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Thursday 01 February 2001

A case report of olanzapine-induced hypersensitivity syndrome.

By: Raz A, Bergman R, Eilam O, Yungerman T, Hayek T.

Am J Med Sci 2001 Feb;321(2):156-8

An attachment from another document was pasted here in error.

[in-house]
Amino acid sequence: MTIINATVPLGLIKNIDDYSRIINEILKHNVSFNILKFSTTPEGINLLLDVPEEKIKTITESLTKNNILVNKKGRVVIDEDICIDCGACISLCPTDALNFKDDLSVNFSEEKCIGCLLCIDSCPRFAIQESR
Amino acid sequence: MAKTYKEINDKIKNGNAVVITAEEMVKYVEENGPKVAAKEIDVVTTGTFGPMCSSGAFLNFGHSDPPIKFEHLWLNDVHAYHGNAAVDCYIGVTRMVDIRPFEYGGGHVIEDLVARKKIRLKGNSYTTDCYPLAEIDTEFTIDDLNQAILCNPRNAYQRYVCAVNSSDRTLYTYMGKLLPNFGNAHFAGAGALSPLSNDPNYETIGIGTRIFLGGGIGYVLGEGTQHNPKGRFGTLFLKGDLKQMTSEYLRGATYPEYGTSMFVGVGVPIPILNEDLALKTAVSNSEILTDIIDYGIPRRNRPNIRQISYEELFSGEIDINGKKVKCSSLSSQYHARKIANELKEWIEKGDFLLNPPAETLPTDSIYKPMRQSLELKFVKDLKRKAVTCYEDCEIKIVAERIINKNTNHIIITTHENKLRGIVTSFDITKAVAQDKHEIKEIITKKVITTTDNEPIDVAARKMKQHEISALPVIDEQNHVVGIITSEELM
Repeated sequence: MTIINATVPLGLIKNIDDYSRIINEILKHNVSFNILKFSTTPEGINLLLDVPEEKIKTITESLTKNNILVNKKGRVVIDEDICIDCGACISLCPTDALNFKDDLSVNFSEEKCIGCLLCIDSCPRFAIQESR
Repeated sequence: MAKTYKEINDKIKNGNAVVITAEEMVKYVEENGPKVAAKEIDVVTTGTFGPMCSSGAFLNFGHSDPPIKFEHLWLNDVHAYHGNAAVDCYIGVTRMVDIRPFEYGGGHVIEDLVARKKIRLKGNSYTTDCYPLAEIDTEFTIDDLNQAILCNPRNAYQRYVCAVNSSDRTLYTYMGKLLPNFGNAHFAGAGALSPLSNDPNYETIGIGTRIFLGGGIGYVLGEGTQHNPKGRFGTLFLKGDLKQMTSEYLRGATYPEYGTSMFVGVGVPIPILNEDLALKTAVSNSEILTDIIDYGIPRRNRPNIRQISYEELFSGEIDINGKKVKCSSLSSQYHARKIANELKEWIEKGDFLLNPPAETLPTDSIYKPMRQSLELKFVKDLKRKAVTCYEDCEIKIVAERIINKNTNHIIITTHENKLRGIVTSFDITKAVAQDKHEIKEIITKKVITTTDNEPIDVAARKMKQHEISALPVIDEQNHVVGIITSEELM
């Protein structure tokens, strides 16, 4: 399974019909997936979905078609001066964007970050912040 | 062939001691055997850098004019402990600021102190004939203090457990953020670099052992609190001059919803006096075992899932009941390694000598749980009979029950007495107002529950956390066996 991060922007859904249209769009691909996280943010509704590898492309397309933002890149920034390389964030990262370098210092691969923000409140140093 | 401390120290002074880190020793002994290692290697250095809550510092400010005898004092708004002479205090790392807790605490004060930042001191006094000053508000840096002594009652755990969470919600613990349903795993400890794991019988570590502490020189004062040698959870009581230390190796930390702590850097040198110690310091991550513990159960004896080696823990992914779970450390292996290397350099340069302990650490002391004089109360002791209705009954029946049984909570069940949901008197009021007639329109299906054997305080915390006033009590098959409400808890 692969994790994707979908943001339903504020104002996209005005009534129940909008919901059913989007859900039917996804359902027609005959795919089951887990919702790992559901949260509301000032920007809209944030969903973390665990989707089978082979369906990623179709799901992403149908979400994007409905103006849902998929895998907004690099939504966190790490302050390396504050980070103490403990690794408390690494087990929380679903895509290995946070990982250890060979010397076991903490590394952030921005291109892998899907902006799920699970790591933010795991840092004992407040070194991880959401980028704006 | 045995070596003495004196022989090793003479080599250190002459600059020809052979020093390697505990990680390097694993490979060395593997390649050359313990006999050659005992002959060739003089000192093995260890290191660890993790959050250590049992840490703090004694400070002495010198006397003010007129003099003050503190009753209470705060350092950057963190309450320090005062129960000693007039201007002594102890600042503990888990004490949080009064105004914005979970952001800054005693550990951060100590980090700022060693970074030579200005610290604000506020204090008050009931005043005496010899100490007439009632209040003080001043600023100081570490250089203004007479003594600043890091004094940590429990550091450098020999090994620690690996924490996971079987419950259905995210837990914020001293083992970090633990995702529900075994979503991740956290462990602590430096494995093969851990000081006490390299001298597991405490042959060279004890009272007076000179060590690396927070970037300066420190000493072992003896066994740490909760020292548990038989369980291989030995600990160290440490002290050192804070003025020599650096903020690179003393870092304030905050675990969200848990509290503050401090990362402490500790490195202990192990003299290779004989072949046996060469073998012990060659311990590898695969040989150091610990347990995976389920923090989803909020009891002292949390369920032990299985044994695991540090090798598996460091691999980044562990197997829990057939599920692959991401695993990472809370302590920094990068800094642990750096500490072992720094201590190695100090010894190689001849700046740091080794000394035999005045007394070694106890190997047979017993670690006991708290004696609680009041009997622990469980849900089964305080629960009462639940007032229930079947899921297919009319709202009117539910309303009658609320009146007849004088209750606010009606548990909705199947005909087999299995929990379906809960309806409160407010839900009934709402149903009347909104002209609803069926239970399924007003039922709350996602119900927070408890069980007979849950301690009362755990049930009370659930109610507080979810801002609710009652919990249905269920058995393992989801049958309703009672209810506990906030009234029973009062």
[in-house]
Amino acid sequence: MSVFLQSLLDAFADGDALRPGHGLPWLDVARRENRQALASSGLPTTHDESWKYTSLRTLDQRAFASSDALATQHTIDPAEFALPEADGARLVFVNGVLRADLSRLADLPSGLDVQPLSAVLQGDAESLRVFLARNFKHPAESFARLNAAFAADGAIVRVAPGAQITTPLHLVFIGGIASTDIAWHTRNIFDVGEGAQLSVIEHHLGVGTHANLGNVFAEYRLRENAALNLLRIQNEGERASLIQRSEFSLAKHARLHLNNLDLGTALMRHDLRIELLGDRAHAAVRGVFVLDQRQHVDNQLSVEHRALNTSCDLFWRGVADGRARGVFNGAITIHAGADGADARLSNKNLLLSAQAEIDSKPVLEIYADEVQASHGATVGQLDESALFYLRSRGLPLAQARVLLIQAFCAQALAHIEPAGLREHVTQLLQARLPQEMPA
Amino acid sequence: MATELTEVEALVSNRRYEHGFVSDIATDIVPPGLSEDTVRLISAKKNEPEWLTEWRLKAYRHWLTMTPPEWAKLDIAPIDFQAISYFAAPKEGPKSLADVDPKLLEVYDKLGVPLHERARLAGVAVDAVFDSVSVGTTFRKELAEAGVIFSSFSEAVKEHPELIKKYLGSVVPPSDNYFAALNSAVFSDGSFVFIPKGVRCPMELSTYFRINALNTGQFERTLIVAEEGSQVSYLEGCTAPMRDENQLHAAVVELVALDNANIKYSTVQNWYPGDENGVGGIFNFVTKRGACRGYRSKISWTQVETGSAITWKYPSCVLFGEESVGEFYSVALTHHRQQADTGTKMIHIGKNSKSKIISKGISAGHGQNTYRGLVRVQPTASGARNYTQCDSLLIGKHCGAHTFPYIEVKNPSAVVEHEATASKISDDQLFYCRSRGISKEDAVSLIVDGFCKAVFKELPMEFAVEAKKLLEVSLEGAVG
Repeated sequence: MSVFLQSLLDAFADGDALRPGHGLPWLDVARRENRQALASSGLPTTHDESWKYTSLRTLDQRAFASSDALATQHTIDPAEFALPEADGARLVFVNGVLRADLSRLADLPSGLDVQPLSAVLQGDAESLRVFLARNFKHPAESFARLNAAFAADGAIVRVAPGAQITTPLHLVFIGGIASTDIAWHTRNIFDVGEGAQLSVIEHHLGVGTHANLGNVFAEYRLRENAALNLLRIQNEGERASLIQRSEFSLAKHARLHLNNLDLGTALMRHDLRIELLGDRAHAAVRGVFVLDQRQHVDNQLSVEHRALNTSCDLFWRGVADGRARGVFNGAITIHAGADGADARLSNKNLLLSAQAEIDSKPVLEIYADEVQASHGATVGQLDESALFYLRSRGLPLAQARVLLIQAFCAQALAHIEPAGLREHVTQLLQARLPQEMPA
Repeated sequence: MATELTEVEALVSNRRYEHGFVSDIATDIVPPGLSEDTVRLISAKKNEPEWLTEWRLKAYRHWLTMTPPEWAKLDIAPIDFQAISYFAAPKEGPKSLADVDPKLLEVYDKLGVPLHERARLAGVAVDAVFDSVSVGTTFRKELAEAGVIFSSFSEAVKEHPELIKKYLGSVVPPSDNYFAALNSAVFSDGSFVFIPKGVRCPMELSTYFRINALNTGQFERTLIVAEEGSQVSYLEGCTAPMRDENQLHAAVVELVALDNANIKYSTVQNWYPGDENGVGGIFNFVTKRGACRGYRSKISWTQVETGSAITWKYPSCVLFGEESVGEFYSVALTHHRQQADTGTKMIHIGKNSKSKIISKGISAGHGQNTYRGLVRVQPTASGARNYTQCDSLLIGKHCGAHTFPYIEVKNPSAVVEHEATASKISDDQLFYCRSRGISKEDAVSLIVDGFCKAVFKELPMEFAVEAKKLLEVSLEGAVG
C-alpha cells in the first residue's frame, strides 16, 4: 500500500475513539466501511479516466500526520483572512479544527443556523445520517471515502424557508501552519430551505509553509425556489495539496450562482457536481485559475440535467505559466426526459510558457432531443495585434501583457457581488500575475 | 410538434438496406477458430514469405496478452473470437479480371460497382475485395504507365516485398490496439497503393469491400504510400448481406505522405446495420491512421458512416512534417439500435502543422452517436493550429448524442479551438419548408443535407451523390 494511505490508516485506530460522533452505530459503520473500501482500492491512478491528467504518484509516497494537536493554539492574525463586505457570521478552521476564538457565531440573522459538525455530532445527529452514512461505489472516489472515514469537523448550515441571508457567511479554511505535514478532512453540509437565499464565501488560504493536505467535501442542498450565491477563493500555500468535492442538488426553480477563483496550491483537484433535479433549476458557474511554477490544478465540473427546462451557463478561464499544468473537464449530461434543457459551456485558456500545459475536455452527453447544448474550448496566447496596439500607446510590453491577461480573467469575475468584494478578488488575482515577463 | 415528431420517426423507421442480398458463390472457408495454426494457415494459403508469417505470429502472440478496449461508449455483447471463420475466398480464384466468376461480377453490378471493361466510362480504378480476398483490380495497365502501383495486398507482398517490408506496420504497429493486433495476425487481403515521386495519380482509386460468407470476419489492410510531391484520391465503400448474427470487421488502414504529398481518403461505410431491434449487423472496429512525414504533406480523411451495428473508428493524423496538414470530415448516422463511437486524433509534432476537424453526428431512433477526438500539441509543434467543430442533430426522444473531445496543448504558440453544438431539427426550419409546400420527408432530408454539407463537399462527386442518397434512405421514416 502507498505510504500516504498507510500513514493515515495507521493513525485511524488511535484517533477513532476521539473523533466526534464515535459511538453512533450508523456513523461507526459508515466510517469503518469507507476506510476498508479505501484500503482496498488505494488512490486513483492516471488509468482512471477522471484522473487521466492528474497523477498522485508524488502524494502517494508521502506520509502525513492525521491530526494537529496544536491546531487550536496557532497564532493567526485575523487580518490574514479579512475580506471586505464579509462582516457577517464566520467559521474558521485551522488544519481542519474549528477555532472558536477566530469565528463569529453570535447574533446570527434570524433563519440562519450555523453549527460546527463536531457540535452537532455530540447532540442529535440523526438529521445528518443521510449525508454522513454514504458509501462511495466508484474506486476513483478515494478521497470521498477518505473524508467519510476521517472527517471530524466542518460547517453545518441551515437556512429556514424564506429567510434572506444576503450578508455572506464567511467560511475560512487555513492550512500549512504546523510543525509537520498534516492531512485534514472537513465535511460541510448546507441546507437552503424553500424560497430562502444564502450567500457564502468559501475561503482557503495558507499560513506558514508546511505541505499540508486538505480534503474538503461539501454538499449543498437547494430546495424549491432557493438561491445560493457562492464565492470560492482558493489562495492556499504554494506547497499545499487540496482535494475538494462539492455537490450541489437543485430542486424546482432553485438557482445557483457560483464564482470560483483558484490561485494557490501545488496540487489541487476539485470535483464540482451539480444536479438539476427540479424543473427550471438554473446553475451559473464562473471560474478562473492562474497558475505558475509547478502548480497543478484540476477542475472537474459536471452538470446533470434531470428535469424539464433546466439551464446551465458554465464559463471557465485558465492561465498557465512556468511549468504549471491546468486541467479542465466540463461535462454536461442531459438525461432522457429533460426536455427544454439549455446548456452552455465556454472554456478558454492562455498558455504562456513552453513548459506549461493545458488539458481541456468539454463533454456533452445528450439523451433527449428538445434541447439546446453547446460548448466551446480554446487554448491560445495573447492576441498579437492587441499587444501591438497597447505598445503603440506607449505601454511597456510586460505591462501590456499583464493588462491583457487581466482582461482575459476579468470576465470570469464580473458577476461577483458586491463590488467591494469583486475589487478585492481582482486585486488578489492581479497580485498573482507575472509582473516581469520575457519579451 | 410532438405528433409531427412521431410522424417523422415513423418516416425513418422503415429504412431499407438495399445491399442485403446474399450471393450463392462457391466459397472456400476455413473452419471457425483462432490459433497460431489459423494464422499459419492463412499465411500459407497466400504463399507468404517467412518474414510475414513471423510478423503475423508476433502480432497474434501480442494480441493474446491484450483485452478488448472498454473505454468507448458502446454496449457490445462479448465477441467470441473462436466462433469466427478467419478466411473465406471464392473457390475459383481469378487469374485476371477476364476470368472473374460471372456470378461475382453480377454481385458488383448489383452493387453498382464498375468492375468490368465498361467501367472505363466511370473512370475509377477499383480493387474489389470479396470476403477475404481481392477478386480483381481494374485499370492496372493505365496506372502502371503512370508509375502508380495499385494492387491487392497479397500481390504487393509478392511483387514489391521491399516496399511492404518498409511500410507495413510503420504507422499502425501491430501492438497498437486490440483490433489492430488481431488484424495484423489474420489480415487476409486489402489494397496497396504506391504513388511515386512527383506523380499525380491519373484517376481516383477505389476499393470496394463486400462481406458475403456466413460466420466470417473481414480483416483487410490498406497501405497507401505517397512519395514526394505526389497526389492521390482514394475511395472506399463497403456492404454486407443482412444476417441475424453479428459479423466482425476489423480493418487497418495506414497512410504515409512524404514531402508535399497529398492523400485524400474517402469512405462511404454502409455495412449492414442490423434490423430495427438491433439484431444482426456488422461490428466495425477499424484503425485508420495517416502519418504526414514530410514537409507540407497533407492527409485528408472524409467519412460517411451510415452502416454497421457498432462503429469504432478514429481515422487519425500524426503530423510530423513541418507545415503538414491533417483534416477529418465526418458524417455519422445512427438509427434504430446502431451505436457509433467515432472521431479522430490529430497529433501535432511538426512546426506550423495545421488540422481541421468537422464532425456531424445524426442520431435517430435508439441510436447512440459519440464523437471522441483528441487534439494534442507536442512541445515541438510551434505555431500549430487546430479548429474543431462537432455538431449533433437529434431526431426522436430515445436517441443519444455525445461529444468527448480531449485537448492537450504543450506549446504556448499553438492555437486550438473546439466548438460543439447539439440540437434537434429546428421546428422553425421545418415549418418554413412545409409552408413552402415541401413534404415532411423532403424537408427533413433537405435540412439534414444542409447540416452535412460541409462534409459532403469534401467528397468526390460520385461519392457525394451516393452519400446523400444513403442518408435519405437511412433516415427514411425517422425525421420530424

Hypersensitivity syndrome is defined as a drug-induced complex of symptoms consisting of fever, rash, and internal organ involvement. The hypersensitivity syndrome is well recognized as being caused by anticonvulsants. Olanzapine is an atypical antipsychotic agent whose side effects include sedation, weight gain, and increased creatinine kinase and transaminase levels. To date, there have been no reports of hypersensitivity syndrome related to this drug. A 34-year-old man developed a severe generalized pruritic skin eruption, fever, eosinophilia, and toxic hepatitis 60 days after ingestion of olanzapine. After termination of olanzapine treatment, the fever resolved, the skin rash was reduced, eosinophil count was reduced to normal, and the transaminase levels were markedly reduced. Clinical features and the results of skin and liver biopsies indicated that the patient developed hypersensitivity syndrome caused by olanzapine.

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